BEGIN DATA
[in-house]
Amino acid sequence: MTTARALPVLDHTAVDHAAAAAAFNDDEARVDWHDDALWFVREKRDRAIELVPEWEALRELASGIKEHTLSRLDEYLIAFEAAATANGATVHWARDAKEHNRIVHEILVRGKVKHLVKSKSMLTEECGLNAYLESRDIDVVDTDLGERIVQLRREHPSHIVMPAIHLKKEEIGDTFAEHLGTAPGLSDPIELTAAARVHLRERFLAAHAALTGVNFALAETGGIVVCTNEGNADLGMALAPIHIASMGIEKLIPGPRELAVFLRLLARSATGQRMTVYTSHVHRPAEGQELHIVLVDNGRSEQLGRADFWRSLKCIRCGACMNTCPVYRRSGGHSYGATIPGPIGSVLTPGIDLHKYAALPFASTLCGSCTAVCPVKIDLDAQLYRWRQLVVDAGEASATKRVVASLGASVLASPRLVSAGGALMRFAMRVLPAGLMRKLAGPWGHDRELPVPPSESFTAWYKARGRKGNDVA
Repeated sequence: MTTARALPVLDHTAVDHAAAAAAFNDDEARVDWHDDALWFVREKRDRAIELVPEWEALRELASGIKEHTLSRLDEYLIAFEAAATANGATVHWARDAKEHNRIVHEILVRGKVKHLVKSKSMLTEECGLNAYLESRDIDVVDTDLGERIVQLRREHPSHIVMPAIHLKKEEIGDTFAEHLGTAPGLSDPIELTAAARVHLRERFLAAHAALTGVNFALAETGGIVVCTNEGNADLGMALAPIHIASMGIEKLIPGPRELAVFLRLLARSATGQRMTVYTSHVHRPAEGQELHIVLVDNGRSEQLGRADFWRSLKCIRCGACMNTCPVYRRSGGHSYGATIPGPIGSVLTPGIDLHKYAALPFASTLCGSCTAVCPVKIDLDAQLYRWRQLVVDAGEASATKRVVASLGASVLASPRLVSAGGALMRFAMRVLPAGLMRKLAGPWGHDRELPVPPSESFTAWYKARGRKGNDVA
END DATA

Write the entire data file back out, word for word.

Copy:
[in-house]
Amino acid sequence: MTTARALPVLDHTAVDHAAAAAAFNDDEARVDWHDDALWFVREKRDRAIELVPEWEALRELASGIKEHTLSRLDEYLIAFEAAATANGATVHWARDAKEHNRIVHEILVRGKVKHLVKSKSMLTEECGLNAYLESRDIDVVDTDLGERIVQLRREHPSHIVMPAIHLKKEEIGDTFAEHLGTAPGLSDPIELTAAARVHLRERFLAAHAALTGVNFALAETGGIVVCTNEGNADLGMALAPIHIASMGIEKLIPGPRELAVFLRLLARSATGQRMTVYTSHVHRPAEGQELHIVLVDNGRSEQLGRADFWRSLKCIRCGACMNTCPVYRRSGGHSYGATIPGPIGSVLTPGIDLHKYAALPFASTLCGSCTAVCPVKIDLDAQLYRWRQLVVDAGEASATKRVVASLGASVLASPRLVSAGGALMRFAMRVLPAGLMRKLAGPWGHDRELPVPPSESFTAWYKARGRKGNDVA
Repeated sequence: MTTARALPVLDHTAVDHAAAAAAFNDDEARVDWHDDALWFVREKRDRAIELVPEWEALRELASGIKEHTLSRLDEYLIAFEAAATANGATVHWARDAKEHNRIVHEILVRGKVKHLVKSKSMLTEECGLNAYLESRDIDVVDTDLGERIVQLRREHPSHIVMPAIHLKKEEIGDTFAEHLGTAPGLSDPIELTAAARVHLRERFLAAHAALTGVNFALAETGGIVVCTNEGNADLGMALAPIHIASMGIEKLIPGPRELAVFLRLLARSATGQRMTVYTSHVHRPAEGQELHIVLVDNGRSEQLGRADFWRSLKCIRCGACMNTCPVYRRSGGHSYGATIPGPIGSVLTPGIDLHKYAALPFASTLCGSCTAVCPVKIDLDAQLYRWRQLVVDAGEASATKRVVASLGASVLASPRLVSAGGALMRFAMRVLPAGLMRKLAGPWGHDRELPVPPSESFTAWYKARGRKGNDVA